It’s late night at the airport and you’re the only one left standing at the baggage couresel, waiting for your luggage to arrive. The same blue duffel passes you like a broken record. Reality sinks in. Your baggage is lost. Tears form. Then, a rustling of rubber flaps. A form begins to emerge from the wall. Could it be, your lost bag? No, it is a man, a baggage handler man, covered in dust. He pats himself off and plants himself before you and begins a soliloquy. He is here to tell you you the 10 ten things you need to know to keep your bags from getting lost:
“10. Don’t over pack your bags.
Over packing your bags to the point where they are bulging will burst when thrown or get caught in the conveyer belt because of its size. When they do burst no one wants to zipper it back up, it is usually put aside until it gets less busy. The more streamline your bag is the safer you are.
9. The TSA is your enemy.
The TSA’s job is to be nosy. TSA will scan your bag, and if there is something amiss they will open it, usually laugh at its contents, and try to pack it back up. If you have an overstuffed bag, they won’t bother trying to zip it back up. They will spend 5 minutes wrapping your bag with tape, like a mummy.
8. Zippers, Locks and Straps are your enemy.
Zippers, Locks and Straps to the conveyer system are like anchors if they get stuck on something. You run a good chance of damaging your bag, bursting your bag, or having your bag lost. Take off any straps that are loose, zippers and locks should be on the top under your handle, not the side.
7. The Airline Employees are your friends.
With all of the recent news of theft keep in mind it’s not actually the airline employees stealing. I’m not saying they don’t or ever have or actually do, but some of these employees try their hardest to get your bag to its destination with you.
6. “Airport workers” are your enemy.
Your bag usually changes hands quickly a few times in major airports, by different companies; it’s a cost cutting move. Airport workers you can safely say are not the highest quality people, or the smartest people for that matter. They keep weird hours and get paid like crap.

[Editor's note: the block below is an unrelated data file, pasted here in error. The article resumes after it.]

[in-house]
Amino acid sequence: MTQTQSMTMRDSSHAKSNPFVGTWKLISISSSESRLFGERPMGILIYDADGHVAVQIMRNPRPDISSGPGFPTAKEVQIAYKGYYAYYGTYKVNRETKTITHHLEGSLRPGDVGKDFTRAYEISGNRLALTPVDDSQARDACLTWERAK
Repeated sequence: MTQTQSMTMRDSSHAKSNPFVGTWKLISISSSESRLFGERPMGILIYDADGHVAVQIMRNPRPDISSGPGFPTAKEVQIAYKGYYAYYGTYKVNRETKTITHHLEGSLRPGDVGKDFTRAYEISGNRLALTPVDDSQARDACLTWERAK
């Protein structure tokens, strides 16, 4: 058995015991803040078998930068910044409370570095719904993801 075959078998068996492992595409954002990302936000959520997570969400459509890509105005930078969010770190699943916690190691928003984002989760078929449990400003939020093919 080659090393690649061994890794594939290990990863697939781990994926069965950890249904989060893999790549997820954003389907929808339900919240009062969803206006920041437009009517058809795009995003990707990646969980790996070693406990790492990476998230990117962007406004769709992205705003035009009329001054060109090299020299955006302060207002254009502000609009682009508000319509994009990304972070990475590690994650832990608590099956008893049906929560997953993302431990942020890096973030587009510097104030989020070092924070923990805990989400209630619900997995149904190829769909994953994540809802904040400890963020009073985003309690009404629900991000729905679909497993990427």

5. Airports are old and dirty and filled with asbestos.
Whether it’s a cheap duffel bag or a coach suitcase, it all gets treated the same. It all goes down the same dirty belts and dirty planes. That said Baby car seats are no exception to the dirtiness. Wrap them in plastic or buy a cover for them.
4. Be on time!
Your bag is not likely to make it through this process if you are within an hour of take-off.
3. Fragile ha!
Sure, go ahead and put a fragile sticker on your suitcase. But I’m not going to lie — there are bad apples out there, and they might see that fragile sticker and either make a joke or even treat the bag a little rougher
2. God forbid your bags causes a jam.
Like in # 10, the more streamline your bag is the safer you are. However, if your bag causes a jam the whole system stops. There is a 5 minute window for that jam to be cleared. I’m not sure what happens if it takes longer than 5 minutes but it’s a big deal. It takes 1 minute for someone to acknolgde the jam, 1-3 minutes to run to the jam, another 1-2 minutes to find the bag. More or less Linc will do whatever it takes, including cutting your bag to clear a jam.
1. Everyone hates your bag.
Maybe southwest really loves your bags, JetBlue seems to love their employees, and AA has automated baggage, but seriously everyone hates your bag and depending on whim they will go out of their way to help you.
Regarding JFK, everything in Delta @ JFk is contracted out. EVERYTHING.
As of December 15th a new Company called Delta Global Services (DGS) took over the baggage screening rooms, and conveyer systems. Previously, it was maintained by two companies. Aviation Safeguards and Linc Facility Services.
The main difference, is of course cash, DGS is paying its workers $7.75 with no benefits. Aviation was paid at $8.25 and Linc was paid $10+ an hour for this job.
Those companies manned the Baggage screening rooms are where TSA screens your bags before they board your plane.
Quickly let me take you through the process.
When you give your bag to the skycaps or the ticket agent it goes on the magic belt behind them. That leads directly into the baggage screening room. It was Aviation safeguard responsibility to load and unload the bags for TSA and Linc facility services responsibility to load the conveyer and place a barcode on your bag for the conveyer to read. A separate unit of Linc is the maintenance contractor for Terminals 2/3 & 4. Once loaded onto the conveyer it travels to its respective pier for Delta to double check and load their vehicles and then onto the plane.
98-99% of your bags make it to the piers. What affects this are the:
* Linc barcode employees -they may place the wrong barcode on your bag, delaying your bag.
* The age of the conveyer – the conveyer is old and may jam your bag in the system.
From there another 1-2% don’t make it on the plane.
Although the odds are with you, to arrive with your bags, these notes will help you arrive with all of your bags.
-Anonymous baggage handler”